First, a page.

I am a mere Brit, but I think I can see the satire here of an American town in its heartland, and that end blast upon God’s Trump at the brink of apocalypse, but I may have got the wrong end of one of the Tentacles across the Atlantic. Whatever the case, he made me laugh, this man who attends Sugarville Baptist Church and thinks himself in cahoots with God and the survivalist kick and then leaving his tedious job to sell holes in the ground and call them bunkers against mayhem and other ways and means of manly gumption and so forth. But, as someone else said to him: “happy wife, happy life.” I think we all shall be mulching down for the night soon. “Net-net”, a story that sort of chews the final day’s fat with any sympathetic reader.

  4. The Waiting Room

    “The walls were unusually close together and contained amateurish paintings depicting the history of Sugarville—the Train Depot, the General Store, the First Baptist Church—“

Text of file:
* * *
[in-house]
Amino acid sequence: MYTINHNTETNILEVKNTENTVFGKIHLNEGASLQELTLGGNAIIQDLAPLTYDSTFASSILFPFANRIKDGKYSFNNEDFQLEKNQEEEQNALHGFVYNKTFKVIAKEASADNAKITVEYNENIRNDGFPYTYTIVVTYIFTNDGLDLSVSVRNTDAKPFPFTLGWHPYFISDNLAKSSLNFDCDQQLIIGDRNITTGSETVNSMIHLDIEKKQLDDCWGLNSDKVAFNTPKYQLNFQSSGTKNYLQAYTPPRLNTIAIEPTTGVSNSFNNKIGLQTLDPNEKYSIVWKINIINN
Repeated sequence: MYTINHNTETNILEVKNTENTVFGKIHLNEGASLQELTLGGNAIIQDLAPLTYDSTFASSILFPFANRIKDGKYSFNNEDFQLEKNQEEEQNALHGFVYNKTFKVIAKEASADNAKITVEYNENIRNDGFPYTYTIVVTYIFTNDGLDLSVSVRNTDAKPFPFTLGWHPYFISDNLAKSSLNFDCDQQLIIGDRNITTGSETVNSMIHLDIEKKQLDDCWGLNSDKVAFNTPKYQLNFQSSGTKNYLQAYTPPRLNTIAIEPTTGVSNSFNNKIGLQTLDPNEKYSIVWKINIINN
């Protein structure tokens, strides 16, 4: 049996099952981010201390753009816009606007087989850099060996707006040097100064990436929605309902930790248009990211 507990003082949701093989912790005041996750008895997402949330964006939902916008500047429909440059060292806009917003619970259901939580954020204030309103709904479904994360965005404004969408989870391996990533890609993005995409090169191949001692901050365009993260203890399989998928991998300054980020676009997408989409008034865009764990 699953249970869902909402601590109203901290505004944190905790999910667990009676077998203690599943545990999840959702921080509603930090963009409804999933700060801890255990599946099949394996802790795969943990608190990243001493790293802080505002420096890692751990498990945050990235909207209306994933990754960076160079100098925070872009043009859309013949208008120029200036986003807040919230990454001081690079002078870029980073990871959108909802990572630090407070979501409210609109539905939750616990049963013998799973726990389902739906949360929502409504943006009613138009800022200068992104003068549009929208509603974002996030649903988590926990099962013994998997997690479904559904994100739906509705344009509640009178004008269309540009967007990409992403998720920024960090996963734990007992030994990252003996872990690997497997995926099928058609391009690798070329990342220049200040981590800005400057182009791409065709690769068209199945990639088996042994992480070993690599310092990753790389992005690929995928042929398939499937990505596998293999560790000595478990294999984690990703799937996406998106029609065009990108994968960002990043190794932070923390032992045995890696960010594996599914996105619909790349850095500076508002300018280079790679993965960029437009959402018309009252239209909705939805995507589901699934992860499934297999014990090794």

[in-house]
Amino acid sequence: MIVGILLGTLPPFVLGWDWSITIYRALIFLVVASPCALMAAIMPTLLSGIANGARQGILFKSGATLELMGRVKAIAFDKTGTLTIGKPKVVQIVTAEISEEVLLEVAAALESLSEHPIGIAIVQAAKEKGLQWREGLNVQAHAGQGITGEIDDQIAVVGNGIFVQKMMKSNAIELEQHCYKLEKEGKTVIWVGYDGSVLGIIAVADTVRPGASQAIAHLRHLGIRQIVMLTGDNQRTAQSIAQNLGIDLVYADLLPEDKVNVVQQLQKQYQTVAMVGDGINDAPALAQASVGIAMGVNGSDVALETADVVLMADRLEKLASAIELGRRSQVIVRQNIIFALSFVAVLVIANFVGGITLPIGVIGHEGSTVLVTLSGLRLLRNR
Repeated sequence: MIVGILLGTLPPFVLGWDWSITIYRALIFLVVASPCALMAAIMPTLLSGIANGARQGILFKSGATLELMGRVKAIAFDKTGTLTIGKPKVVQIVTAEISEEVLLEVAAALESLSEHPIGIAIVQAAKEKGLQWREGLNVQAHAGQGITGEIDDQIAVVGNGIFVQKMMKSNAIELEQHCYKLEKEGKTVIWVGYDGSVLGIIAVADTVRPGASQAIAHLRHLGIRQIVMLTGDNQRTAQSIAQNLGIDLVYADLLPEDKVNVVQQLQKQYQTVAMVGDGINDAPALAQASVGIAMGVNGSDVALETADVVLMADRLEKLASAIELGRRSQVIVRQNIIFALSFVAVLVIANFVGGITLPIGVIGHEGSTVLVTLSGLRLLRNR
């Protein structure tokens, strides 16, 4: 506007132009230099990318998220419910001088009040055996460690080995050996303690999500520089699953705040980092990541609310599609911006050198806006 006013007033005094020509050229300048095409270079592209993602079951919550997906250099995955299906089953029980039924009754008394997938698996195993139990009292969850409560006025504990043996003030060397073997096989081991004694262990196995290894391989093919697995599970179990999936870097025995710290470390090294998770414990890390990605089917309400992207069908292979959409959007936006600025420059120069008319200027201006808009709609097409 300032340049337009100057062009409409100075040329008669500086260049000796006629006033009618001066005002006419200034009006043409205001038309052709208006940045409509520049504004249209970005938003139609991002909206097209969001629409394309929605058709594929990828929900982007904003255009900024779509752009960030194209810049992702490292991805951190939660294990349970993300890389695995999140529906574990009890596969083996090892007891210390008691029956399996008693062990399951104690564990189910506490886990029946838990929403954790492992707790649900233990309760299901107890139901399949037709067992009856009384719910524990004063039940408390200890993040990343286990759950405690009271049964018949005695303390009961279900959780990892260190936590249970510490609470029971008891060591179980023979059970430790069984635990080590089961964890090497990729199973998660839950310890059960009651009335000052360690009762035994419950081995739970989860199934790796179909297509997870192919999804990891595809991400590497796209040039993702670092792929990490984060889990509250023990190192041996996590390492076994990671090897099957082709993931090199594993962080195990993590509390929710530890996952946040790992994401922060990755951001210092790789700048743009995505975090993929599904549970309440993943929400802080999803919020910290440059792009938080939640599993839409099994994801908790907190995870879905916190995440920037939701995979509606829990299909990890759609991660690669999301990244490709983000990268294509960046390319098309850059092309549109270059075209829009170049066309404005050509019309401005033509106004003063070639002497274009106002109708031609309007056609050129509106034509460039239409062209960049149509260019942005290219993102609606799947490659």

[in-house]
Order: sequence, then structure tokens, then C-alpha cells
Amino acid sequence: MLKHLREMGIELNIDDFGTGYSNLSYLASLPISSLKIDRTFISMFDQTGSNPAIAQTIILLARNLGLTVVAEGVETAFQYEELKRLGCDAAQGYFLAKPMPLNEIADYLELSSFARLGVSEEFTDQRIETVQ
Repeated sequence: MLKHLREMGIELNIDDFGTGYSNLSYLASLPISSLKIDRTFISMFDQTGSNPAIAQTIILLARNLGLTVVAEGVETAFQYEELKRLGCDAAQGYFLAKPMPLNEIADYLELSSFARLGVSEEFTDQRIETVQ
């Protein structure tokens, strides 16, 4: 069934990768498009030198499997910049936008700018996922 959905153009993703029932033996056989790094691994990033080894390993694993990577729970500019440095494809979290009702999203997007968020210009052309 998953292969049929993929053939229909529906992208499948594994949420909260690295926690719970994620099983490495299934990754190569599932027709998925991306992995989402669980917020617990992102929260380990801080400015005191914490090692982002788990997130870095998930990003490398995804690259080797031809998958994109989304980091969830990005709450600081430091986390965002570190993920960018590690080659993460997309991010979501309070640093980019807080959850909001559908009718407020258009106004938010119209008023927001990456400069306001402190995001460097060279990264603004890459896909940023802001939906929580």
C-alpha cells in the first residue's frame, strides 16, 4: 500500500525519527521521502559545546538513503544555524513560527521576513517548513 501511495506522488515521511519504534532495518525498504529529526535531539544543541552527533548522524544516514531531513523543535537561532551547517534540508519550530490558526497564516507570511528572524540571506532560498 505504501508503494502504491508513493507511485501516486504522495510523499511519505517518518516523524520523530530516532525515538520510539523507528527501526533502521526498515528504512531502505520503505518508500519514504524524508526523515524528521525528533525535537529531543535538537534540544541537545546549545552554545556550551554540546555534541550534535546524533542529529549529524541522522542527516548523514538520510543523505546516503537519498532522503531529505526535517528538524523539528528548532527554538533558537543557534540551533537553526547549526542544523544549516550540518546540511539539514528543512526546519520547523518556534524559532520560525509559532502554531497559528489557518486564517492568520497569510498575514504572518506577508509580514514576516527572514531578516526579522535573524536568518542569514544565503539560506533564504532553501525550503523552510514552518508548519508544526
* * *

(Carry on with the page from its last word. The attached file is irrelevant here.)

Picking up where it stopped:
Jack is persuaded by his wife to seek a second opinion by a doctor on his cancer. The waiting room bears out all my nightmares about such places and my own hopefully erstwhile cancer. [And it seems, with its ‘getting even’ and ‘tie-breaking’, to somehow chime synchronously with a short short I happened to write two days ago here: http://www.ligotti.net/showthread.php?p=146250#post146250 ]

  5. The Black Parade

    “Your job is simple: make the kids laugh and keep them from getting crushed by a float.”

    Sugarville Corolla Fallstaff dollar-bills City Hall Mr Willis – but without this double L fulfilled was Bob’s cologne!
    Mimic and learner red-nosed clown at the town band parade, pubertal teenage Andrew is out for his early oats with Amy (she just shed her now previous boy friend), plus oldster Santa Claus with a secretly stowed bottle of what did him good, I really think I now know Sugarville’s gestalt thrust : a larger than life sinkhole aka Hell. And of course that umbrella at the end.

  6. The Disappearing Man

    “, sat directly opposite him but a foot and a half taller…”